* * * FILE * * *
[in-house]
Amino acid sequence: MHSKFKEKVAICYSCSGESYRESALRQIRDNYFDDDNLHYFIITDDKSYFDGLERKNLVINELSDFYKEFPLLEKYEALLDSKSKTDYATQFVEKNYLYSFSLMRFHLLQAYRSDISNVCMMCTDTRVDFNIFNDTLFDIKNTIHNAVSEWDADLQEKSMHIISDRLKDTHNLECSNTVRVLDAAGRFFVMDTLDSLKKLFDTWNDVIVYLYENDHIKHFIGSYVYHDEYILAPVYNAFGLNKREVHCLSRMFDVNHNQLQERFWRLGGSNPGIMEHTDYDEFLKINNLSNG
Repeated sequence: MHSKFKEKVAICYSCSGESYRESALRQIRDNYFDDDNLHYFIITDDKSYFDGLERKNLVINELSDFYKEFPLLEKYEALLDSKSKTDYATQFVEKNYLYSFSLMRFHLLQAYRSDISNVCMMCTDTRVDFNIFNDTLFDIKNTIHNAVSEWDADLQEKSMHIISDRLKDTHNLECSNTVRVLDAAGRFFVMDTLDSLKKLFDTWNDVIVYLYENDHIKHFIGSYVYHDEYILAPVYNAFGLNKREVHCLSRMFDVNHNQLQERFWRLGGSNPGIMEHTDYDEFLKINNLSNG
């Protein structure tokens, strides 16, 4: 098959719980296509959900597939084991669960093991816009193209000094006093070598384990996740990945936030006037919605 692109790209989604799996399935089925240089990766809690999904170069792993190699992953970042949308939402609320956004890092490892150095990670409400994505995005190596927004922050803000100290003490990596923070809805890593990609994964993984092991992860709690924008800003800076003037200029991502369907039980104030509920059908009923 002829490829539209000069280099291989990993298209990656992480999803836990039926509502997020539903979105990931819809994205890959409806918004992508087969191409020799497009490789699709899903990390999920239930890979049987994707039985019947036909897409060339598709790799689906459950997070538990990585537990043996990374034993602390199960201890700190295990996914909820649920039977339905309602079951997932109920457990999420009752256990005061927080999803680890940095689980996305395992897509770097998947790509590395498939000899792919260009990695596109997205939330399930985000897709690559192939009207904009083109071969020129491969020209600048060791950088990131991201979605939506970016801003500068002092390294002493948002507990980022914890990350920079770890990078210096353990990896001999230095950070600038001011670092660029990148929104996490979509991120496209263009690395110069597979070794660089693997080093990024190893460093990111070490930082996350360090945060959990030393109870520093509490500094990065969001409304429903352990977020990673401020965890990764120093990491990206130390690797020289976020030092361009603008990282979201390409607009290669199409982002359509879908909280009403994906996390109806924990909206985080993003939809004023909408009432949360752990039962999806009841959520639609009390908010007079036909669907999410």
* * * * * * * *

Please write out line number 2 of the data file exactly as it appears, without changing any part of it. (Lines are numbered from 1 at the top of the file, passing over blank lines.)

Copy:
Amino acid sequence: MHSKFKEKVAICYSCSGESYRESALRQIRDNYFDDDNLHYFIITDDKSYFDGLERKNLVINELSDFYKEFPLLEKYEALLDSKSKTDYATQFVEKNYLYSFSLMRFHLLQAYRSDISNVCMMCTDTRVDFNIFNDTLFDIKNTIHNAVSEWDADLQEKSMHIISDRLKDTHNLECSNTVRVLDAAGRFFVMDTLDSLKKLFDTWNDVIVYLYENDHIKHFIGSYVYHDEYILAPVYNAFGLNKREVHCLSRMFDVNHNQLQERFWRLGGSNPGIMEHTDYDEFLKINNLSNG